All hail Lord Cockroach! (It’s only a matter of time.)

At my old job, if a cockroach was spotted in the front office or hallway, I was the one who dealt with it. It wasn’t in my job description but beings how I didn’t run off screaming at the sight of them, it fell to me.

I will now pause to discuss the two types of cockroaches of which I am most familiar. My plan was to add pictures of real live cockroaches, but I feared some of you might run off screaming. Therefore, I shall try my hand at drawing them.

The cockroaches of my youth, the little ones who regularly visited my childhood home, were these guys:

cockroach german

They are commonly called German roaches, though as a rule, cockroaches care little for ethnic labels.

They are about an inch long, have a dusty brown coloring and can be found most anywhere, such as in your kitchen right now.

They are looking for a snack and really wish you hadn’t tossed that rotting fruit as it’s one of their favorites. That was very wasteful of you.

They’d also prefer it if you’d stop cleaning so much. You’re wiping away all the good bits. And not to make too fine a point of it, but you’re cramping their social life. How do you expect them to find their friends if you keep wiping up their poop trails?


The other roach of my childhood was not as frequent a visitor, though he made quite an impression with my family nonetheless. My mom referred to him as a sewer roach, but he’s more commonly called (at least in the U.S.) the American cockroach.cockroach germanYou’ll note I used the same picture, just made it bigger. It’s not just that I’m lazy… okay, yeah, I was being lazy. But really, their bodies aren’t that different. It’s all about size and coloring.

He’s much bigger than his German counterpart and more of a shiny, reddish-brown.

Oh, and here’s an interesting fact: the American cockroach didn’t originate in America. He came from Africa. Wanna guess how he got here?

That’s right! It’s commonly believed they arrived on slave ships. So the next time you see one of these buggers, meditate on that.

The reason my mom called them sewer roaches (many in Phoenix do) is that they often come up through the drains. Plus, they’ve got that shiny thing going on, giving them a lovely sewer aesthetic.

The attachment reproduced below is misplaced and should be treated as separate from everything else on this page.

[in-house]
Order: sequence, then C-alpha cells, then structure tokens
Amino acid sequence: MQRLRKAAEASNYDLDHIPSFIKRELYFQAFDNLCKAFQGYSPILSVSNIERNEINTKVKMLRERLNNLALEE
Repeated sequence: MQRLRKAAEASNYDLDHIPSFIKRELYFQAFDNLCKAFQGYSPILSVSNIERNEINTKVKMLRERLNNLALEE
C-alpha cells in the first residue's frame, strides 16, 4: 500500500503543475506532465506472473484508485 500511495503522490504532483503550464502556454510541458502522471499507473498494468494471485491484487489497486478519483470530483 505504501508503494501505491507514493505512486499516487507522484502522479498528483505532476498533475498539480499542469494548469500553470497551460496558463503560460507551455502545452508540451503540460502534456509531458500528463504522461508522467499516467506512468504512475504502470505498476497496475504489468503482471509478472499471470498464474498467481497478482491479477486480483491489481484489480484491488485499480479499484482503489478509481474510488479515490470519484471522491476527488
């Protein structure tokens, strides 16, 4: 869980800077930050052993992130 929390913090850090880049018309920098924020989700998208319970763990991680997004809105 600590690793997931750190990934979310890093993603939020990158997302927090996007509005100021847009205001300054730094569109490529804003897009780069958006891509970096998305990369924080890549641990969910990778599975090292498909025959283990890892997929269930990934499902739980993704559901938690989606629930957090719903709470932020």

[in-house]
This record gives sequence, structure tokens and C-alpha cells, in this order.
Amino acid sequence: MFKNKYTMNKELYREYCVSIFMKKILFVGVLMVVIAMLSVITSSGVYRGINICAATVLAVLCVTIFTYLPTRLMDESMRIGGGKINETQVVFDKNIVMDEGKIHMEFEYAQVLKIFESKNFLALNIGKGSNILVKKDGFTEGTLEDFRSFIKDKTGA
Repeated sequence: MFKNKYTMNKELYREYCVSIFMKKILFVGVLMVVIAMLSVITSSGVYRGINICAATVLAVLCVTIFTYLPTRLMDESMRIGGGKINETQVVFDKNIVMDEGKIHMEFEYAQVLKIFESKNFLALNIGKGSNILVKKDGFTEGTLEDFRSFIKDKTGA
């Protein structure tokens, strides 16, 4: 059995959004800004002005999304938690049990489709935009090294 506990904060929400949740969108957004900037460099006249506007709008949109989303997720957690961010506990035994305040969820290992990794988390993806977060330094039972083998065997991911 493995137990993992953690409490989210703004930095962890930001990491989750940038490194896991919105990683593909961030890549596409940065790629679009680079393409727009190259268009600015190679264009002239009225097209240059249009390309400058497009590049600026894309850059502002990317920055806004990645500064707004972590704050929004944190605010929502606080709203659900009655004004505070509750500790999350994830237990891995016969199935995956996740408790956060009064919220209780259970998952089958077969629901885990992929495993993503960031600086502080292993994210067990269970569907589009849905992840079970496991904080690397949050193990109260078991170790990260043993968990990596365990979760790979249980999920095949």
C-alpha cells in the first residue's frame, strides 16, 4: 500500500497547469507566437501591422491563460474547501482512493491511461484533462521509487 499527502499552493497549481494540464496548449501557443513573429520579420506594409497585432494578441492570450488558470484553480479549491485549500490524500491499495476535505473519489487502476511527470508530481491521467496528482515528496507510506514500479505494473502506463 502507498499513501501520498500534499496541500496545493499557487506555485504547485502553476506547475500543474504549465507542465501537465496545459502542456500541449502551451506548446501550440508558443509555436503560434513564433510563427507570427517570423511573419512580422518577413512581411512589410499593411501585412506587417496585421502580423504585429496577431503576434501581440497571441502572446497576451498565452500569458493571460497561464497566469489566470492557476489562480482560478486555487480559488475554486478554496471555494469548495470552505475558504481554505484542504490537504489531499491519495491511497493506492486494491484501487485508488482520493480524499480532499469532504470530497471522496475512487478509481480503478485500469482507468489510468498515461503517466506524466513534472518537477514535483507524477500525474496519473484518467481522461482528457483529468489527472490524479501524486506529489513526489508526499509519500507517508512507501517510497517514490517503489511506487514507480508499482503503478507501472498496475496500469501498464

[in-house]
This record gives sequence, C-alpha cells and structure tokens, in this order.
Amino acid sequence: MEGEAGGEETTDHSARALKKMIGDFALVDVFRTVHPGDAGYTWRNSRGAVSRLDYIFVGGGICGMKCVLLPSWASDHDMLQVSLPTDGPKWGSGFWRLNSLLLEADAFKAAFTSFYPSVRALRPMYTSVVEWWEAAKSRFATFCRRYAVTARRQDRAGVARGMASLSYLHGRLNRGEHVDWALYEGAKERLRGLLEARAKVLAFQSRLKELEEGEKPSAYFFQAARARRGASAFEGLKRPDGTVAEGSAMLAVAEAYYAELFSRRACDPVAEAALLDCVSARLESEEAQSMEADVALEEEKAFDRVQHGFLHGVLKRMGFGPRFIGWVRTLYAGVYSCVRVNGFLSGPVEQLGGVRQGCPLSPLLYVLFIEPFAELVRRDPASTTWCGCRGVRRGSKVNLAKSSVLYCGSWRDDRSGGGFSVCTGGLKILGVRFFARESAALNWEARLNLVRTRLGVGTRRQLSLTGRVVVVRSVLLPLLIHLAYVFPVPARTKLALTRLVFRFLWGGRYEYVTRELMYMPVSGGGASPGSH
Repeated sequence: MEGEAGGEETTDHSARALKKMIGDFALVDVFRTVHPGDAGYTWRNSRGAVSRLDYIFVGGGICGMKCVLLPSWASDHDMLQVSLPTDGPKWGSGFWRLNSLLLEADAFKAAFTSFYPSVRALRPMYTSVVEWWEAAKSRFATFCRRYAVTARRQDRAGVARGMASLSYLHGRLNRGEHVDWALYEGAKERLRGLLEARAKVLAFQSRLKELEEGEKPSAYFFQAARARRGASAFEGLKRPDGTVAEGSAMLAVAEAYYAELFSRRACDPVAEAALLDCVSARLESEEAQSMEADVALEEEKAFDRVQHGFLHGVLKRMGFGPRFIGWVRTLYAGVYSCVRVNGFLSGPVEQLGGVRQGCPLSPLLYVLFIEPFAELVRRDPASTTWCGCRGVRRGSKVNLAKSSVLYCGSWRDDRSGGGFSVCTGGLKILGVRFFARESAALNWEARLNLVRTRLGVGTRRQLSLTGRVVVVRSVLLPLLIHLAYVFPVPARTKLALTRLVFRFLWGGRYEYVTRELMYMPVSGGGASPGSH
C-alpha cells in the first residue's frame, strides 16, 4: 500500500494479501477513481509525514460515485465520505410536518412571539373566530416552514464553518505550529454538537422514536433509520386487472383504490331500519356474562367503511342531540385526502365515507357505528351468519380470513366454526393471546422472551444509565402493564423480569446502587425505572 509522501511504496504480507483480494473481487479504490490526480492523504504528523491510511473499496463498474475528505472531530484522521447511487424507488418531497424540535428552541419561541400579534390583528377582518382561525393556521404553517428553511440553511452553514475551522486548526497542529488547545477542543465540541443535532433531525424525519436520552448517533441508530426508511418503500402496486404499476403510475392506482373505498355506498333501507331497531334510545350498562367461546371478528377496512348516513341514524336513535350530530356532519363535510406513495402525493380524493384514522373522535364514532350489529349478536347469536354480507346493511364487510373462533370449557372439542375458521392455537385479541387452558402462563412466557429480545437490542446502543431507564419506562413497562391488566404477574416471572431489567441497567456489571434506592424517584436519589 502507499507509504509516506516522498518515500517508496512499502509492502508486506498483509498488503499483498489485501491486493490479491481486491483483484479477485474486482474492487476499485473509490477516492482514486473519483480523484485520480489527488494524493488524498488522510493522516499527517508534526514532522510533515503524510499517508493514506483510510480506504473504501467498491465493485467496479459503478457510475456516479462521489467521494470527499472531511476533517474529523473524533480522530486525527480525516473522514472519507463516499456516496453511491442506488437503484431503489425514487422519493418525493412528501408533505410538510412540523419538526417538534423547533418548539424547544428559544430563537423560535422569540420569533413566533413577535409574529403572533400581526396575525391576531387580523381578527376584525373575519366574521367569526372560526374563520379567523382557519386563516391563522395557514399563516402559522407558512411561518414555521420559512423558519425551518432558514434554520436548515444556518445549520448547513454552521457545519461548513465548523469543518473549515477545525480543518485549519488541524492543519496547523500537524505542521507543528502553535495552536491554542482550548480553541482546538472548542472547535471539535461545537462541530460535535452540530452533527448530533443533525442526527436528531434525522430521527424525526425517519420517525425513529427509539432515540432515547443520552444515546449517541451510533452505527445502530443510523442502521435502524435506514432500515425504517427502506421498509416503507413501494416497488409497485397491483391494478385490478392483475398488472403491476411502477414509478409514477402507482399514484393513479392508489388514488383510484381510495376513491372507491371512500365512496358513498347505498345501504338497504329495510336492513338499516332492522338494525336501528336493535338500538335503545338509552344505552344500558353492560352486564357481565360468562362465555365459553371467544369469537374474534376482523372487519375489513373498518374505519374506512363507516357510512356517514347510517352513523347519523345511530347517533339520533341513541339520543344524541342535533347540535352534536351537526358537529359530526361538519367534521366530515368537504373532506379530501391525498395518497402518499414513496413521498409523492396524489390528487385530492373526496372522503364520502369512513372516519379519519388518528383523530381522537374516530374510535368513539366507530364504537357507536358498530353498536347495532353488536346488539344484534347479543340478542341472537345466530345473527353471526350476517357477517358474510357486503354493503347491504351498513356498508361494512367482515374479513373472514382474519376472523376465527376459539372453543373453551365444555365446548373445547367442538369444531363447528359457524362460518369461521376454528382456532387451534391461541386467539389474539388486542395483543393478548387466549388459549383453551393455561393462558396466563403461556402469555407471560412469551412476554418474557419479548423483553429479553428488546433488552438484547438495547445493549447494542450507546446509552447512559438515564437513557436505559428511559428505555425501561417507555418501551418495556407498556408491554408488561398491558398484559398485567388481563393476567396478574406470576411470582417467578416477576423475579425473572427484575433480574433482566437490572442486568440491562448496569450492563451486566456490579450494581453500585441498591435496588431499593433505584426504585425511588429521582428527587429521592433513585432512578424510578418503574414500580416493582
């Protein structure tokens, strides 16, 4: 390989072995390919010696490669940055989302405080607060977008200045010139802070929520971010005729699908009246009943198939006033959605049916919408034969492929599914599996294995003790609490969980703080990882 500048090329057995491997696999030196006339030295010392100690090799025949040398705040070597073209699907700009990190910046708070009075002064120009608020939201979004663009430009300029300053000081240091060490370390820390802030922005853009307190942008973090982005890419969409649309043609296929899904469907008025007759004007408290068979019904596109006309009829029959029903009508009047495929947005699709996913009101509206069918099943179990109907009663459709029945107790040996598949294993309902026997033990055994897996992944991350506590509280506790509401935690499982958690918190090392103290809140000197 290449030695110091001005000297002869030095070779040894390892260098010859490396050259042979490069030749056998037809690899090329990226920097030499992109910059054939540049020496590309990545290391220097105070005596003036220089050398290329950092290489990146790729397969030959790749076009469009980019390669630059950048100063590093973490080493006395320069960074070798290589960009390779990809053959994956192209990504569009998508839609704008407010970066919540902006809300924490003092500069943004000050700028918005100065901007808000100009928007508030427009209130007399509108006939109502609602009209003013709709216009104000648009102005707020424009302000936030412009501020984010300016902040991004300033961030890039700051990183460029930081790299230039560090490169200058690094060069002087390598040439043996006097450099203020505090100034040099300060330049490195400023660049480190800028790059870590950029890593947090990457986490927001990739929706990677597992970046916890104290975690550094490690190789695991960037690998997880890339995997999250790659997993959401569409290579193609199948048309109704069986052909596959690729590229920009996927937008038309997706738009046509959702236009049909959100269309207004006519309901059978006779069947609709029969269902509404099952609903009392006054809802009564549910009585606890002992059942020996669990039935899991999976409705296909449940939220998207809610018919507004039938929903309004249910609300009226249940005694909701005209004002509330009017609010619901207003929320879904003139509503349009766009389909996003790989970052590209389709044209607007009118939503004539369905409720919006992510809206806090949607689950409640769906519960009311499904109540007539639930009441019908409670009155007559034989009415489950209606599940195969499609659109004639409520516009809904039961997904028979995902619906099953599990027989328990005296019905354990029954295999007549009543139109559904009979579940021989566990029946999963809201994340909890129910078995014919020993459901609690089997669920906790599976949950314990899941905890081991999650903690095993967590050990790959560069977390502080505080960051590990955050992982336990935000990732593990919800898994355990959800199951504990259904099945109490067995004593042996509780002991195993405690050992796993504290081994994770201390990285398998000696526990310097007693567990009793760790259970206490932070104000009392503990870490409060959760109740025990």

Ah, the memories these fellas conjure up for me. I can still see Brother running out of the bathroom screaming, streaking down the hall because a roach came up the drain as he showered. Or my parents practically tearing apart our T.V. room because they spotted a particularly large one scurrying across the tile. “It’s as big as my foot!” my mom sputtered, somewhat known for exaggeration but in this case, she wasn’t far off.

Good times, good times…

It was the American cockroach I dealt with at my old job, back when I worked at a high school in Scottsdale, Arizona. Sometimes we’d find them in the hallways, but more often they hung out where we did, in the offices and our break room. One of the offices was very close to both the break room and janitor’s closet. Meaning it saw a lot of cockroach action. Sadly, the secretary who used this office really really really hated cockroaches.

She and I, we became friends. All she had to do was come to my desk and give me that look.Bonnie

I’d ask her where it was; she’d give me its last known whereabouts. I’d open my cabinet and withdraw my tools: a plastic cup and a stiff piece of paper. After locating the little fella – who was rarely little – I’d slip the cup over him and slide the paper underneath.

cockroach method

Live capture, folks. I only do live capture.

Once he was safely ensconced within his plastic dome, I’d take a walk outside. He and I, we’d make our way across the staff parking lot and over the rocky landscape, out to the tall chain-link fence that held us prisoner. There I would set him free.

cockroach leaving

You see, I wanted to give the guy some options. He could take his chance crossing the street to enter one of the nice Scottsdale homes on the other side, where they probably served premium cuts of meat and world-class wines. Or he could return to our break room for a stale donut and old coffee.

My method had its detractors.

It is amazing, is it not, how many people are in favor of capital punishment? “There’s a roach in the kitchen! Kill it!”

I never argued with them. Instead I would say, “I don’t like to hear the crunch.” Because, you know, there’s always a crunch.

And besides, I liked getting outside. Dawdling by the mesquite tree, breathing in the city air… ah, the smell of exhaust fumes on a hot afternoon. There’s nothing quite like it.

“They’re just gonna come back!” my detractors would say in a terribly condescending tone. (My detractors were always men.)

I’d say, “probably,” and return to my desk.

The truth is, I kind of knew they were returning. I figured that was why they became so easy to catch. I think they recognized me.cockroach waving

“Oh, it’s the blonde – no need to worry. Field trip!”

What I didn’t realize was that they were returning for a reason and that reason was not stale donuts.

It happened during my last summer at the school. Our bookstore manager was trying to track down a package and was concerned it had gotten mixed in with some other boxes headed to storage. “I really don’t want to go in that room,” she told me, “but I think I have to.”